Whilst wandering around German towns I am often impressed that the town-planners have added interest to the urban street-scene by installing visually arresting sculptures. Sometimes the sculptures don't hit the mark, and sometimes they are just sad remnants of Social Realism from the days of the East German regime, but at least the local Burghers have made an effort.
Sculptures are the art-form most suited to be seen at street-level: they can be viewed from any angle and are made of durable material that can stand the assaults from the weather and scrubbing brushes trying to remove the inevitable patina of graffiti.
As an example, here is the bronze sculpture 'Homme passant la porte' (1966) - Ein Mann durchstößt die Pforte - by the amazingly original French sculpture Jean Ipoustéguy, which I came across at the corner of Poststraße and Stechbahn in Celle on a busy mid-week market day.
Coming to it from behind I at first thought it was of a man walking into a giant cheese-grater or something. Perhaps the co-incidentally positioned bucket from the adjacent stall would be filled with minced (man) meat?! Looking at it from the front though, you see he is passing through an unsubstantial louvre door. 'Homme passant la porte' of course means just that: 'man walking though a door'. In fact it reminds me of a cowboy-western-style saloon door, and could be the set-up for a joke: 'a man walks into a bar ... '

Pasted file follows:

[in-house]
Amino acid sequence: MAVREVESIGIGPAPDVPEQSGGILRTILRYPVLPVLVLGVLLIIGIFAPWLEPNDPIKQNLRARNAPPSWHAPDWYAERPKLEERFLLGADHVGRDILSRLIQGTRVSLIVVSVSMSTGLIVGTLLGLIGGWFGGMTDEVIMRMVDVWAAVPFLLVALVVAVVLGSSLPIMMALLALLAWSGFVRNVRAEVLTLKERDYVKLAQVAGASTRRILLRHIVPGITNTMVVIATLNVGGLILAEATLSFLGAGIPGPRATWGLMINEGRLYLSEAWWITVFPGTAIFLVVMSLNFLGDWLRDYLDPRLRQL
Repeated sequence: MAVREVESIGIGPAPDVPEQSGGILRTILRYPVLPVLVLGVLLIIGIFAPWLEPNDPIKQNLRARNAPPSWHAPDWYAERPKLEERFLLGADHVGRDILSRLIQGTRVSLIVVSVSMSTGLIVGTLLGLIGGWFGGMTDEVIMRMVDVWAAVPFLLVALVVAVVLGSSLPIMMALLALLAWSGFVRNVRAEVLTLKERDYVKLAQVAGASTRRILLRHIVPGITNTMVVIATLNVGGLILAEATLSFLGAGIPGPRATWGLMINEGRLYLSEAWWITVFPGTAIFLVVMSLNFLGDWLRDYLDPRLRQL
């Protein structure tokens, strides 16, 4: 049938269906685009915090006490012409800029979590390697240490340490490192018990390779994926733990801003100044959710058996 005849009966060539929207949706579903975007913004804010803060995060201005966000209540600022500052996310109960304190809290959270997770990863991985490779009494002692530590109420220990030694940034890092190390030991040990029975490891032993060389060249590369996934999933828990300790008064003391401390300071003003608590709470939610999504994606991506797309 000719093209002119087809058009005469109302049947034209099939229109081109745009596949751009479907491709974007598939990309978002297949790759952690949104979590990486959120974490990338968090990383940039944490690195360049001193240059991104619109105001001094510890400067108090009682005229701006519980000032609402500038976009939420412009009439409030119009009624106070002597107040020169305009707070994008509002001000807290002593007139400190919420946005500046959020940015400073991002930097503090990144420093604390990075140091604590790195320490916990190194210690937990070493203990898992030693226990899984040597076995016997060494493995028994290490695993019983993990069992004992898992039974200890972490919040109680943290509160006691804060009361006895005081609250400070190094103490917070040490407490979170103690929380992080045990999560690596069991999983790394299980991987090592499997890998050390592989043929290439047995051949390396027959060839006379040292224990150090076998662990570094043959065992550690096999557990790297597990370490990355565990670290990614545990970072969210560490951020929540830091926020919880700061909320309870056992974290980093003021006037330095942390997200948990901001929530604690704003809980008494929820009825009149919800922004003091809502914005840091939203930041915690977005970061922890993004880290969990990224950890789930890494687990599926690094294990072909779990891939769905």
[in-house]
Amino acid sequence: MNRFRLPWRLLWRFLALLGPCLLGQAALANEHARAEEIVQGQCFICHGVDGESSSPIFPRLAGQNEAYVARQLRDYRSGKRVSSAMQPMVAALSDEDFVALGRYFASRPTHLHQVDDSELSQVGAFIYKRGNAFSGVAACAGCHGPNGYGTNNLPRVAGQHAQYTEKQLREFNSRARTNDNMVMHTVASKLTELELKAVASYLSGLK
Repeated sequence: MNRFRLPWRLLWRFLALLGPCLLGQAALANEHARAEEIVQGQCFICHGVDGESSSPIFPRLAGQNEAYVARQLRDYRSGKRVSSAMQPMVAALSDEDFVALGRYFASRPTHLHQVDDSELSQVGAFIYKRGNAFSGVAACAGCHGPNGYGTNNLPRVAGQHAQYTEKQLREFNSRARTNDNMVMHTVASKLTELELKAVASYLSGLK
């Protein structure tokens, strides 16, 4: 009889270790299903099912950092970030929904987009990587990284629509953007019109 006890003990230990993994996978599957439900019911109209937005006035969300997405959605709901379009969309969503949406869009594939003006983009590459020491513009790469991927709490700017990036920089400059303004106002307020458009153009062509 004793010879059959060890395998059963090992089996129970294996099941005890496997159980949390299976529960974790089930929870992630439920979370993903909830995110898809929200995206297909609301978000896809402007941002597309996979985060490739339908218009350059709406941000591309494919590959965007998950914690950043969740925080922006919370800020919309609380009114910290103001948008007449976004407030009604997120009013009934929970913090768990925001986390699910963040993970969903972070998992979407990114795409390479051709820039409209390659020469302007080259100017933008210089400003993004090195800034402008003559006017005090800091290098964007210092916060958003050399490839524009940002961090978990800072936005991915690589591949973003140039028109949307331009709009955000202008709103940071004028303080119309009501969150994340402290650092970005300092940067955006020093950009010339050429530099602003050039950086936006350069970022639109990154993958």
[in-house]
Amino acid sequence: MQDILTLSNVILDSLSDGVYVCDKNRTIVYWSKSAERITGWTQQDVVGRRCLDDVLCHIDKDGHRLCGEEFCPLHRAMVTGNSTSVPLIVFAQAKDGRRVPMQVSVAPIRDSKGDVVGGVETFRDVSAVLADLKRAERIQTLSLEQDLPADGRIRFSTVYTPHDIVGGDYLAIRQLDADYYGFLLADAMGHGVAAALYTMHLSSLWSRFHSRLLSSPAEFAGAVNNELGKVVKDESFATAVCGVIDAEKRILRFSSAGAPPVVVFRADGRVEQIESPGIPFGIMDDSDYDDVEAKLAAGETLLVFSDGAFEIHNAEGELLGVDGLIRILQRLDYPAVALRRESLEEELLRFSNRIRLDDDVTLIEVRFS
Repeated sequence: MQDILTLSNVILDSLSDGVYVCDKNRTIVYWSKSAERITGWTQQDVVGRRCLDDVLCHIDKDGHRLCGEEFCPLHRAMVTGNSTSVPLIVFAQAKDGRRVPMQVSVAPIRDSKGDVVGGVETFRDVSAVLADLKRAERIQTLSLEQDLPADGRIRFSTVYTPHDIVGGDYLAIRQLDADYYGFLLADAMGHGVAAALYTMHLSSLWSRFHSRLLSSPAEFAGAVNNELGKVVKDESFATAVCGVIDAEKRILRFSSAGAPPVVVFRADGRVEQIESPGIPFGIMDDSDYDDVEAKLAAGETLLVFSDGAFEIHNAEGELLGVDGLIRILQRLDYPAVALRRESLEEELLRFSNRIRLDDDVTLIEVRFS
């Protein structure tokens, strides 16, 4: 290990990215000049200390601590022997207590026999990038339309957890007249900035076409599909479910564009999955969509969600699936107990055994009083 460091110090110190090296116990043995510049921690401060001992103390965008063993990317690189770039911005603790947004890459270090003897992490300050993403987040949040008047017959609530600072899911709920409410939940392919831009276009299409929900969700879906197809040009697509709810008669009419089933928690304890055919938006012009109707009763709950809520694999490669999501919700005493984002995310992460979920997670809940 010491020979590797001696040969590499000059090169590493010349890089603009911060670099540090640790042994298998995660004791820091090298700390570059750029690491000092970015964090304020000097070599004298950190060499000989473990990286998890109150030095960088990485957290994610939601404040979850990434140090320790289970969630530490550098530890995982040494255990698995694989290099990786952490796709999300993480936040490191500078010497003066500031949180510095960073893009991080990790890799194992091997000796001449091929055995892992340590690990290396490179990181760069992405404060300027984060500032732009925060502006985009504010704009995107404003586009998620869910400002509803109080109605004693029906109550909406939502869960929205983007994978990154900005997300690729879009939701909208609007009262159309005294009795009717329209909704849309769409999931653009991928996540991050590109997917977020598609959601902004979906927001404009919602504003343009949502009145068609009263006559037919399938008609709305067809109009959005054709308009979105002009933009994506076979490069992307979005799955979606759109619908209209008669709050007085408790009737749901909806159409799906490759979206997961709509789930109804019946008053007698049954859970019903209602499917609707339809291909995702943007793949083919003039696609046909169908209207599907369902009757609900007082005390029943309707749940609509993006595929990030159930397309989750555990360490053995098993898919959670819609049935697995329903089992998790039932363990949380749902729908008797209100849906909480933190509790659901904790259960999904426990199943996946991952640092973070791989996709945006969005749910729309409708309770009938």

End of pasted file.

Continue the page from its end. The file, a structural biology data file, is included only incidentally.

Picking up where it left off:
What I particularly like about this sculpture is the sense of movement created by the front and back positioning of the man's arms- if you look, he actually has three arms, as if he has moved one through the door in the time it took you to walk around to the front of the statue. And that leg sticking out gives it forward motion, propelled by those well-delineated muscles in the back and shoulders.
What it is supposed to depict is anyone's guess. For me, that is the kind of art that moves me most. The clue seems to be in the circular disc he is holding in his right hand; I am thinking of a portal between two worlds, and I am thinking of Charon's obol - the obolus coin given to the ferryman to transport souls across the river Acheron to Hades. Therefore it is the passage between life and death, which at first seems to be a closed door, but in fact is an illusion. The serene, almost comical, face shows no horror at the transition, though he does look like he has had an accident with a bike helmet.
Amazingly, Celle actually has two sculptures by Ipoustéguy. The other is 'Lecture', in front of the Stadtbibliothek on Arno-Schmidt-Platz. I've only just found out about it, so no photos, but you can see one of it here.
You might think that Celle has enough at street-level to keep the optical nerves tingling - it does have nearly 500 half-timbered houses after all - but I think it is this frisson between the old and the new that prevents the German Altstädte from becoming static museum pieces and instead be vibrant centres of German life.
If you are looking for a professional photo of this sculpture, check out Statue Homme Passant La Porte at jwoodhouse.com.